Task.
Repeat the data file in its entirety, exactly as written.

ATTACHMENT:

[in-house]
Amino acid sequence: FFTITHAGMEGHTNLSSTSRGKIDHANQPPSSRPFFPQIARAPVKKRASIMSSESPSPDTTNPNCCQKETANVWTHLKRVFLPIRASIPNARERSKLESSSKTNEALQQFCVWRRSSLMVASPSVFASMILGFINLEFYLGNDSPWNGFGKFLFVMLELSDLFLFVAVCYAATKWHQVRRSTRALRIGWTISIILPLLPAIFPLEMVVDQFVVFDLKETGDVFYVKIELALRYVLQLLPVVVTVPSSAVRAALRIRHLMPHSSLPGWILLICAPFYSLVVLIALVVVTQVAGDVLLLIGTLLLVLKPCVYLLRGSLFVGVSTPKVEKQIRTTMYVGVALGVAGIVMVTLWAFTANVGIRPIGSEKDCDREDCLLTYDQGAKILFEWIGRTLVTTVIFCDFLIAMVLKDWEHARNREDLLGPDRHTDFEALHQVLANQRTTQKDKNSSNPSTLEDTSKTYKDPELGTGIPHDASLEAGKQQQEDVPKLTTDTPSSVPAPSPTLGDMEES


[in-house]
Amino acid sequence: FFTITHAGMEGHTNLSSTSRGKIDHANQPPSSRPFFPQIARAPVKKRASIMSSESPSPDTTNPNCCQKETANVWTHLKRVFLPIRASIPNARERSKLESSSKTNEALQQFCVWRRSSLMVASPSVFASMILGFINLEFYLGNDSPWNGFGKFLFVMLELSDLFLFVAVCYAATKWHQVRRSTRALRIGWTISIILPLLPAIFPLEMVVDQFVVFDLKETGDVFYVKIELALRYVLQLLPVVVTVPSSAVRAALRIRHLMPHSSLPGWILLICAPFYSLVVLIALVVVTQVAGDVLLLIGTLLLVLKPCVYLLRGSLFVGVSTPKVEKQIRTTMYVGVALGVAGIVMVTLWAFTANVGIRPIGSEKDCDREDCLLTYDQGAKILFEWIGRTLVTTVIFCDFLIAMVLKDWEHARNREDLLGPDRHTDFEALHQVLANQRTTQKDKNSSNPSTLEDTSKTYKDPELGTGIPHDASLEAGKQQQEDVPKLTTDTPSSVPAPSPTLGDMEES